One of the most important things you can do in life is listen.
The reasons are many, but an important one is – listening equals leverage.
Now, some people may be saying to themselves – ‘Well that sounds manipulative.’
Take a moment and think about this from a physics point of view. I know, I know, some of you are already thinking, “No! I hated physics in high school or college.”
I hear you, but just stay with me for a short moment for the explanation. Leverage is simply some mechanism by which to move something else. For example, if you need to get a tight lug nut off your wheel when you have a flat tire, you go get a “cheater” bar that is longer in length. This cheater bar creates leverage because it’s longer in length and will help to give you extra torque/strength needed to move the tighter lug nut.
Remember these kinds of pictures of a person moving a rock? This is leverage.
Listening is simply a tool of leverage to help us move a conversation or an issue with more ease.
Here’s an example: I recently had a conversation with a woman who wanted to volunteer for an organization I’m a Director for. Some of the first questions I asked her were : Why are you considering volunteering and what do you think you’d like to achieve while you’re here? Her primary answer was to expand her network. Fair enough.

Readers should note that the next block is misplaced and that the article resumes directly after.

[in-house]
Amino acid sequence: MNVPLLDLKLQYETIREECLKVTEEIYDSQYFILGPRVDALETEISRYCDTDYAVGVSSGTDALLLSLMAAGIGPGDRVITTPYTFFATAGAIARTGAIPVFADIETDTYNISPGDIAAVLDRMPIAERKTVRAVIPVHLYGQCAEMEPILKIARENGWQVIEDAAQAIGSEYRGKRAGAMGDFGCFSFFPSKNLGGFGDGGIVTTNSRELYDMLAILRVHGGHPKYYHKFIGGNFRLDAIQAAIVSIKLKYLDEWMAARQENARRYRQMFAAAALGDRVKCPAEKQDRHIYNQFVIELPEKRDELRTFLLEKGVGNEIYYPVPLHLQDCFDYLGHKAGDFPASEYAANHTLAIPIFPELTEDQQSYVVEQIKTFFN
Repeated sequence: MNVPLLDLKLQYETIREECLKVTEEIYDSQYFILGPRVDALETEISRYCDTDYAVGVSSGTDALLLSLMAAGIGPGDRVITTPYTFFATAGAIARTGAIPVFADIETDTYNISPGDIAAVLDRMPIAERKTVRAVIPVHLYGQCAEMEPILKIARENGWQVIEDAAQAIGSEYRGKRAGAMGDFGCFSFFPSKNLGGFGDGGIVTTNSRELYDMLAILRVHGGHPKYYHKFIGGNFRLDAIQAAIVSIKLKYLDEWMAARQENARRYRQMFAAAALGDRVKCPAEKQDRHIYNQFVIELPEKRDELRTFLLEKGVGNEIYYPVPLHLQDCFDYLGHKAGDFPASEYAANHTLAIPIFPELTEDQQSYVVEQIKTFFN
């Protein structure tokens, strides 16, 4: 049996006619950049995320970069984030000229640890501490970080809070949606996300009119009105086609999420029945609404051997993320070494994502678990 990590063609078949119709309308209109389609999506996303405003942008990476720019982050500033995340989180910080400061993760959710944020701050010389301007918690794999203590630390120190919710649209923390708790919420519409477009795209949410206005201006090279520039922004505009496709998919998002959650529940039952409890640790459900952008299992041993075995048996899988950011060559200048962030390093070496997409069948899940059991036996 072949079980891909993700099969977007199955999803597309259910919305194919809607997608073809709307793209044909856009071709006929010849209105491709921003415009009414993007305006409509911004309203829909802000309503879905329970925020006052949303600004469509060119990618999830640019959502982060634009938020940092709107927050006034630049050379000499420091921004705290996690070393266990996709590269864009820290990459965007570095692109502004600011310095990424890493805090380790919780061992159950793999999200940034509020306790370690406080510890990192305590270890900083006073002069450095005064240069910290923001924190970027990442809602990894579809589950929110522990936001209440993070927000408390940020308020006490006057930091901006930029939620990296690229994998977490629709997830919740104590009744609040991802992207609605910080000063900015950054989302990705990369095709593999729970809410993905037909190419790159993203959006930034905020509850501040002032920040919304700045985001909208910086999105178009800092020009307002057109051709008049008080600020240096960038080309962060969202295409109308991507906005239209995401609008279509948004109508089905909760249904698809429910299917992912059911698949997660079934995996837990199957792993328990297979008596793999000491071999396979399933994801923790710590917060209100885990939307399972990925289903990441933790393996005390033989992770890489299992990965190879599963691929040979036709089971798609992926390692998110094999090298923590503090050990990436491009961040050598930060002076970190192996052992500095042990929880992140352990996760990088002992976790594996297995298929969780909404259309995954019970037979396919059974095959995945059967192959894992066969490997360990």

The conversation continued on for a while about different tasks she might consider and how we operate as a team. At the end, it came down to her choosing between 2 different tracks. She stated that she was leaning toward only the one track. I listened a little more and then when I had the next opportunity, I referred back to her original answers she had given regarding her objectives and goals. I told her if she truly wanted to capitalize on expanding her network that she should consider the other opportunity because she would be able to meet a lot more people nationally. By the end of the conversation she was interested and agreed to help in both tracks.
The reason this is such a beautiful example, in regards to leverage, is because it was used by myself and by our volunteer candidate. I used leverage by restating her own objectives, later in the conversation, to aide in getting assistance with a track I needed help with. She masterfully used leverage by listening to both myself and my colleague tell her what the options were; heard the opportunity to meet her all her goals, and then jumped on it. Smart lady!
So whether you’re in a situation at work or at home, as a leader, executive, team member, spouse, or parent, listening equals leverage. It helps to move a conversation so that both parties can get something they want. Without listening there will be missed opportunities.